• Searches out and reapplies proven ideas and methods to new situations.

Translates new ideas into workable solutions; encourages others to do the same.

Technical mastery

  • Achieves technical mastery and develops it in others.
  • Converts technical skill into practical applications to better meet consumer needs.

Integrates linkages with the business process of suppliers and customers.

3. Encourage a time balanced approach.

In all meetings, team and individual, and general discussions repeat the mantra of;

“Balancing working in the business and on the business”.

Where on the business means spending time “building the organisation’s capability” both in personal skills of individuals and teams, but also processes and systems to promote a culture of continuous improvement and not merely firefighting…

Stop being a Firefighter be a Fire Preventer!!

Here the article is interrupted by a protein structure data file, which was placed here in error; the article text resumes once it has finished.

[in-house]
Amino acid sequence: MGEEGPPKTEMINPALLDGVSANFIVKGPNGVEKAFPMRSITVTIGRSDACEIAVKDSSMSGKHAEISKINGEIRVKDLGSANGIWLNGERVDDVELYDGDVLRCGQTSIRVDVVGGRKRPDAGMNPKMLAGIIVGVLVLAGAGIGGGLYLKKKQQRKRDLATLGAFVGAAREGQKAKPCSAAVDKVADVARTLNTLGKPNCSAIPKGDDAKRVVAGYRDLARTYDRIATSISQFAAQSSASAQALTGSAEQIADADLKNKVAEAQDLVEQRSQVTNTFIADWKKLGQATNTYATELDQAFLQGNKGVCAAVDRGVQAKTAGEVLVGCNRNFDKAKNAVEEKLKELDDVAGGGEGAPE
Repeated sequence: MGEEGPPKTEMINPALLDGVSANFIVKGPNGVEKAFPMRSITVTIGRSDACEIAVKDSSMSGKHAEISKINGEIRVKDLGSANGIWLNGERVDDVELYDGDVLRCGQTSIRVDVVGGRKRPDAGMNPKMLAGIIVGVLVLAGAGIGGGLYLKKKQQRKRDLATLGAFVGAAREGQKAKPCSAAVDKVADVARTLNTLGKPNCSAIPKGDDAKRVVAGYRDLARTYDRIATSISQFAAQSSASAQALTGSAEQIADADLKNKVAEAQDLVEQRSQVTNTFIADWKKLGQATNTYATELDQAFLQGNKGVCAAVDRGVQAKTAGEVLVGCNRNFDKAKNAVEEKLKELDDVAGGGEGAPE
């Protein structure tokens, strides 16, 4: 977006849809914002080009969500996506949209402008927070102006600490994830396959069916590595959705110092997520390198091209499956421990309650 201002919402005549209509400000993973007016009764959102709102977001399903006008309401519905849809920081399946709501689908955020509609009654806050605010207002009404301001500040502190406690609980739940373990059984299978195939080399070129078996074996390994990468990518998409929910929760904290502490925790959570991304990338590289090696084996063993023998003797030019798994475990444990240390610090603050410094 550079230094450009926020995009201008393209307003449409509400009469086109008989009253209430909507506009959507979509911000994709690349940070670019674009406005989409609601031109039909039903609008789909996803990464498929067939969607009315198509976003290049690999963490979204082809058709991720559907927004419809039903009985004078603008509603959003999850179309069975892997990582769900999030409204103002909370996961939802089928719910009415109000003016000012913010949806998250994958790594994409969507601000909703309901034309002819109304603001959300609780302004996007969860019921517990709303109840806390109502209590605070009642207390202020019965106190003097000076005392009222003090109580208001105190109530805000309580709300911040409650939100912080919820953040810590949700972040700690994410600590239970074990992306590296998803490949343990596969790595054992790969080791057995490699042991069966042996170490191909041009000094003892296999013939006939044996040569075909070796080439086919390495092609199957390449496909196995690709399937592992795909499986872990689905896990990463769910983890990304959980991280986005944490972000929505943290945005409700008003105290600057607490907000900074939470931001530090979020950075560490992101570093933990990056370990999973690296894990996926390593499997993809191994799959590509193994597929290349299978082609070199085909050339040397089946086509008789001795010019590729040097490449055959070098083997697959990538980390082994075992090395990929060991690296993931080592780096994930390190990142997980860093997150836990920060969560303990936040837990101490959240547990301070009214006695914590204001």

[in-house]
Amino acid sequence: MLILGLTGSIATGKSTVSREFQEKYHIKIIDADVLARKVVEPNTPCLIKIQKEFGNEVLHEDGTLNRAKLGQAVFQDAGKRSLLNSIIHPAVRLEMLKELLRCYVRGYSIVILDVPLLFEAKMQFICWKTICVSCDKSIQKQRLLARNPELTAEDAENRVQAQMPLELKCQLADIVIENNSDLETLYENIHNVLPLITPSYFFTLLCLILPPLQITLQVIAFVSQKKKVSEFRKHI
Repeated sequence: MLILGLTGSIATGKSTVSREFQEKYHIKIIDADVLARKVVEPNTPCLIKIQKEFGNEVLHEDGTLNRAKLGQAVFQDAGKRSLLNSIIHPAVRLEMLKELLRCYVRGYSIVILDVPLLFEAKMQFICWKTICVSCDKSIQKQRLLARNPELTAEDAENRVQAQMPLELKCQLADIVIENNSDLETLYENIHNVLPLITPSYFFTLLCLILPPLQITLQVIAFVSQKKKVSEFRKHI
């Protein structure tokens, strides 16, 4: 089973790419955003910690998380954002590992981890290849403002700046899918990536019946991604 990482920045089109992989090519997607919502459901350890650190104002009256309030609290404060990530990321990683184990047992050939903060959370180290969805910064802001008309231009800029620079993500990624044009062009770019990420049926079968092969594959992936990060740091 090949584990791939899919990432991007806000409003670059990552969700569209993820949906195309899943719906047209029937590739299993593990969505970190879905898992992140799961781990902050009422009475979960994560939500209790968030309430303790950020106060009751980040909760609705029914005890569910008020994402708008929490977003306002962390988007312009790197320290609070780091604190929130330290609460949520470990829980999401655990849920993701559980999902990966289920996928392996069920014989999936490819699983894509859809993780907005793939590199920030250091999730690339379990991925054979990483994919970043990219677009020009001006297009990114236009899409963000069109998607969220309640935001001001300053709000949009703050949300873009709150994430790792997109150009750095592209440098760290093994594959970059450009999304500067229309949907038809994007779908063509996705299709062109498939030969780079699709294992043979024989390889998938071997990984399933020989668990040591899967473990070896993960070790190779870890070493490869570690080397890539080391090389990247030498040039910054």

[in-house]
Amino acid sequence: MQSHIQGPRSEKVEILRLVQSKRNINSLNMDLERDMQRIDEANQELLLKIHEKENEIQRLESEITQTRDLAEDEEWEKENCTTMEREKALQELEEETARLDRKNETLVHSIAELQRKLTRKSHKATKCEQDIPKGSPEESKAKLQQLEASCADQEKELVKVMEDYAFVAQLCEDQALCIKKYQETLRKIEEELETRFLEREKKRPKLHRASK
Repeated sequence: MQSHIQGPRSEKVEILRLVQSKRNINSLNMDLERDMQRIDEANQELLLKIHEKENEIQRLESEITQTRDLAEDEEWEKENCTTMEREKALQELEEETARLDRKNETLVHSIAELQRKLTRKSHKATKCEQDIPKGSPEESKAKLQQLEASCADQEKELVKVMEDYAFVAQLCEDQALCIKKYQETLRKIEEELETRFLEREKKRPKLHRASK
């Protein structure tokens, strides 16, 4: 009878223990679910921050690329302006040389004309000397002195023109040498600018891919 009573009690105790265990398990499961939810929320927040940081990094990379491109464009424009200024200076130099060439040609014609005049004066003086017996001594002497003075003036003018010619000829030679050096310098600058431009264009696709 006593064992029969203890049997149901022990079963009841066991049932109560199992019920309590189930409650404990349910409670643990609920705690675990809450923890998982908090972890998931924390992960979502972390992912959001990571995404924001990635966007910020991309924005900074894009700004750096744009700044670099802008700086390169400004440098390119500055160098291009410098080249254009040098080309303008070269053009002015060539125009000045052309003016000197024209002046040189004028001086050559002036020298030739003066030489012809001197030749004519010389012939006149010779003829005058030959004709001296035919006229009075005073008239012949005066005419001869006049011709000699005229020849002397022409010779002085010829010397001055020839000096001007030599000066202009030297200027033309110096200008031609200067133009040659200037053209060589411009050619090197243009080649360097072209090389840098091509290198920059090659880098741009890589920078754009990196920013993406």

Martin Gummery is an expert in Transformational Change and Business Improvement. He is the founder and Managing Director of NewLeaf International. He still coaches managers and leaders in various organisations across the world.

If you would like to know more about how NewLeaf International helps organisations with Business Improvement and significant Organisational Development programmes, please make contact for an informal chat.

Martin Gummery, Managing Director, NewLeaf International Ltd

Tel: 01905 425209

Email: headoffice@newleafinter.co.uk